A particular manufacturer could be spotted a mile off by virtue of its particular character and style.
With one glance, you would never cofuse a Jaguar XJ12 ans a Skoda Rapide.
And then in the 1990s, car companies started joint-venture operations and the use common parts. There were some minor stuling differences, and obviously the badge, but in essence it was the same panels, bolted together by the same robots, often in the same factories.
One of the first I noticed was the Ford Galaxy / Seat Alhambra / Volkswagen Sharan
The sharing of component parts and technologies is fairly commonplace. But is usually limited to the bits you can't see. Just about every small/medium sized Fiat is built on the Panda chassis and running gear.
In latter years, SAABs were basically Vauxhall Vectras with a different body. And the Jagur X-Type and S-Types were built on a Mondeo chassis and running gear, with the bodywork and interior breathed on by Jaguar.
At a Motor Show in the late 80s, I was surprised when looking around an Aston Martin that the interior switches, indicator stalks and even the gear knob were straight out of a Vauxhall Cavalier.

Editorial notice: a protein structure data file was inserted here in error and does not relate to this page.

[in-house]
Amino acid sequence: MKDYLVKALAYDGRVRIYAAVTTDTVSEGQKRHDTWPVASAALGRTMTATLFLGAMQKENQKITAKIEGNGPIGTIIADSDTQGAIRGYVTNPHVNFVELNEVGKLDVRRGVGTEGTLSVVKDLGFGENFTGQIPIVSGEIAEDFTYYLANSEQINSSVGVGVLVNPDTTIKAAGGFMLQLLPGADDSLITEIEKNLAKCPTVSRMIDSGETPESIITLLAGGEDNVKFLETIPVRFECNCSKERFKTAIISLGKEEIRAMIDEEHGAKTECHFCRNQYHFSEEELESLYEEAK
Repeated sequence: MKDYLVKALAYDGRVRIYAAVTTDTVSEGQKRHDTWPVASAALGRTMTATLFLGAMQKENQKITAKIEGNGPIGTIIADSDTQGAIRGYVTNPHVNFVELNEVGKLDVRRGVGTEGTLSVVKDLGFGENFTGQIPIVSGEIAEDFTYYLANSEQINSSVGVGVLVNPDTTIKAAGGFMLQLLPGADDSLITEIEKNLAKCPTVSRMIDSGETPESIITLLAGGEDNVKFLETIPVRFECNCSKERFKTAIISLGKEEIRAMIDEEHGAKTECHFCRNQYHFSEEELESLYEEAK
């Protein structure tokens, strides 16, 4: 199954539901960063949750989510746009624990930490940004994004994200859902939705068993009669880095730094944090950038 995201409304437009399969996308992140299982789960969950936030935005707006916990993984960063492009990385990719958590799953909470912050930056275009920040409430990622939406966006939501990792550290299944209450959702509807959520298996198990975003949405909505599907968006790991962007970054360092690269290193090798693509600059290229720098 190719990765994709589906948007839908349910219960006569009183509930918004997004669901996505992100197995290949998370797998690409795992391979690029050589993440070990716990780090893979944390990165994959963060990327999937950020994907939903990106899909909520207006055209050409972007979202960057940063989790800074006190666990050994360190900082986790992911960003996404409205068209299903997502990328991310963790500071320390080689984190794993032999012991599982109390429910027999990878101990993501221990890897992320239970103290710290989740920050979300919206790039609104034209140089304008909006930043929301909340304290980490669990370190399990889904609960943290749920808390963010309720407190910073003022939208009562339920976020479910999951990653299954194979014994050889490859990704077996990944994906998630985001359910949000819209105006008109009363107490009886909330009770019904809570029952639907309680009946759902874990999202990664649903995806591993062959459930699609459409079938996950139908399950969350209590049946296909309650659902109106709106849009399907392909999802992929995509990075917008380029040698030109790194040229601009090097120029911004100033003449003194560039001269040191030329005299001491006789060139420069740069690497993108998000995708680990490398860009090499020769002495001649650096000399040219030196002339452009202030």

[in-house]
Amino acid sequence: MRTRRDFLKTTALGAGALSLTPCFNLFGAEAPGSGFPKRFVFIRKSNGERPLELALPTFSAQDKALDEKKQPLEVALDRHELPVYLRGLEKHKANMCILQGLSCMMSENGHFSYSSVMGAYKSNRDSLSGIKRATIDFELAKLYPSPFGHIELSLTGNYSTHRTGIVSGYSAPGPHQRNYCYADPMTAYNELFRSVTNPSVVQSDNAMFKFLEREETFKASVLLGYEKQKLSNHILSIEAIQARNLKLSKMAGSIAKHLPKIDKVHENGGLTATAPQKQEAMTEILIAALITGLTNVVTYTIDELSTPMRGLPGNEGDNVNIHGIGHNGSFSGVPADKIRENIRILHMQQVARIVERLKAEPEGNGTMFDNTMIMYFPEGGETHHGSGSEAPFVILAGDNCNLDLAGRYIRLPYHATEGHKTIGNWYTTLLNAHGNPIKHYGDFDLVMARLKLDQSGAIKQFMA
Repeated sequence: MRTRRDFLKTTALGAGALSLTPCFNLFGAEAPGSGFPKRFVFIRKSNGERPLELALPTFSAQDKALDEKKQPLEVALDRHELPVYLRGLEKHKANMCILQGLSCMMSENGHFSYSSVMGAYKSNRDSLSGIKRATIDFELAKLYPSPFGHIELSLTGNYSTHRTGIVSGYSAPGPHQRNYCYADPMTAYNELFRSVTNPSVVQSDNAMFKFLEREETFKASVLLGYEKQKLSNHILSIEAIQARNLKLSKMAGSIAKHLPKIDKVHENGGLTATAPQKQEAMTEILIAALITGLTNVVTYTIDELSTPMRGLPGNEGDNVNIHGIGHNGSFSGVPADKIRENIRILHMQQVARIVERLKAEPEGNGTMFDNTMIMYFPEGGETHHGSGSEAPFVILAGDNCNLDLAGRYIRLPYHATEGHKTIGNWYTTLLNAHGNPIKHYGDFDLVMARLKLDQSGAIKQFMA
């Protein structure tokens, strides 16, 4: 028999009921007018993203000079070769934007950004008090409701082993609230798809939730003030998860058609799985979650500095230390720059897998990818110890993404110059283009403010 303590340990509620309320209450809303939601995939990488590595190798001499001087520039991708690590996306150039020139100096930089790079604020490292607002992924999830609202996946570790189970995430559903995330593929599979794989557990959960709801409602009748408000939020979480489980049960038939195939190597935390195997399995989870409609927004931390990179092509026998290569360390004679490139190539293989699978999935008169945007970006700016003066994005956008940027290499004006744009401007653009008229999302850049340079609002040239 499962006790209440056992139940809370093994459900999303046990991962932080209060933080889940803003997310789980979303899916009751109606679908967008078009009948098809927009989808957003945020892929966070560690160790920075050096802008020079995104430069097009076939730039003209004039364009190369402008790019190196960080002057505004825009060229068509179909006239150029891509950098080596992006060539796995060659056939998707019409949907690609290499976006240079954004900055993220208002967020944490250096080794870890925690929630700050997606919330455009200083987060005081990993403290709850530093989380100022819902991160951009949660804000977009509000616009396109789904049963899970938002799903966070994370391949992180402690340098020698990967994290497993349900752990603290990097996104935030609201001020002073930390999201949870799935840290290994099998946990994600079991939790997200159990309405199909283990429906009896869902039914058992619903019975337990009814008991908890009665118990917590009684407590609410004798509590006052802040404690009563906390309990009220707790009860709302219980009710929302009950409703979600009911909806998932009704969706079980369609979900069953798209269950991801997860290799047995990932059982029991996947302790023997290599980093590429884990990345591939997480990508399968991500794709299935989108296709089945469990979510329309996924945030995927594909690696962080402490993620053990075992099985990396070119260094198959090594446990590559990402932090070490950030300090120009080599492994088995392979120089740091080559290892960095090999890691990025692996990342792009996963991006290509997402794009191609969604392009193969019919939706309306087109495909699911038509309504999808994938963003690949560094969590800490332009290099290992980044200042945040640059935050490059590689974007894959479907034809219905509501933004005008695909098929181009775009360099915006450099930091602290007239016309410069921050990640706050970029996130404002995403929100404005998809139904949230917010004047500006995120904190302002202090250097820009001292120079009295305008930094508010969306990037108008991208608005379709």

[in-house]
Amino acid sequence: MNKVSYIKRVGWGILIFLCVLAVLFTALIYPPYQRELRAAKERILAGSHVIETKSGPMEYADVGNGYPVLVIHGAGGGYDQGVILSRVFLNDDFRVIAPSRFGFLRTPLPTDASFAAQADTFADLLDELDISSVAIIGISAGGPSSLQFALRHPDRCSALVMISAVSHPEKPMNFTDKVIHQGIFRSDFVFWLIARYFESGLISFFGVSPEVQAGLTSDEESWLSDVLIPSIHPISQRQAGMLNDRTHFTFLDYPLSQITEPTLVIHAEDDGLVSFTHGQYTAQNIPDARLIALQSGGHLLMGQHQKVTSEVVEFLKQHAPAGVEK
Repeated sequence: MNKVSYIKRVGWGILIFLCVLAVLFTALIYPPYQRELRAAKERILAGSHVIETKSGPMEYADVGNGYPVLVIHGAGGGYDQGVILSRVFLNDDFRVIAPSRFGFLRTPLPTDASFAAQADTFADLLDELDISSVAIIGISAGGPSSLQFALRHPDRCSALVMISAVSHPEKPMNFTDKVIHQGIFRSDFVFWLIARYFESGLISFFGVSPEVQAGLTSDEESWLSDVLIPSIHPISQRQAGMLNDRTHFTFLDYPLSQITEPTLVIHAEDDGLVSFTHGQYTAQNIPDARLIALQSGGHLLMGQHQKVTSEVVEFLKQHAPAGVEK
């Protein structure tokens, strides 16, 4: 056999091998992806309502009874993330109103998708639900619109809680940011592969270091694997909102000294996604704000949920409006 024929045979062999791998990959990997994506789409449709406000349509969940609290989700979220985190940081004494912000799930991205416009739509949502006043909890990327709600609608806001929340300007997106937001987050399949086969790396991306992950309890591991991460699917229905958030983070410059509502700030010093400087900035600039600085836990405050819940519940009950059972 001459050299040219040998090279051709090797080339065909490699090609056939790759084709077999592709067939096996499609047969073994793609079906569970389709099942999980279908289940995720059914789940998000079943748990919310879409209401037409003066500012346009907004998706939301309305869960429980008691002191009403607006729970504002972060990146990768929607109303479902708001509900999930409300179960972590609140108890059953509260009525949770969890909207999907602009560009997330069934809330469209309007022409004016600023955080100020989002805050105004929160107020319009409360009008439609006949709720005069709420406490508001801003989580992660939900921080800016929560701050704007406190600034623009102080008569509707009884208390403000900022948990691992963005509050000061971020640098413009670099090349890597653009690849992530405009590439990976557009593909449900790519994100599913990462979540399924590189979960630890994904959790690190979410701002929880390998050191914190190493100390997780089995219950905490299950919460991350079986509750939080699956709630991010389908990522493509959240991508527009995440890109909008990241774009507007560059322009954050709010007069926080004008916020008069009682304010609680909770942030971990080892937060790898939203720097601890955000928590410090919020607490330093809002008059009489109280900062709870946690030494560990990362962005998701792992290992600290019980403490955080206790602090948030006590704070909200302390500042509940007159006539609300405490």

When the Fiesta (and all other Ford Vehicles) were re-styled a couple of years ago, there was a noticeable similarity in the front-end to and Aston Martin DB9.
But, having recently changed cars to a Vauxhall Insignia, I am noticing more and more similarities between the front ends of a wide range of vehicles.
There seems to be a universal approach to the design of the front end of similar sized cars. Indeed, at first glance, it is often only the badge that gives a clue as to what manufacturer it actually is.
And it's not just the front - the back (give or take a bit of chrome strip) and the profile view (particularly on Estate variants) follows the same formula.
Maybe the Design Studio is in Stepford?
(Here endeth the Rigid Digit Text Audition to be the next presenter of Top Gear)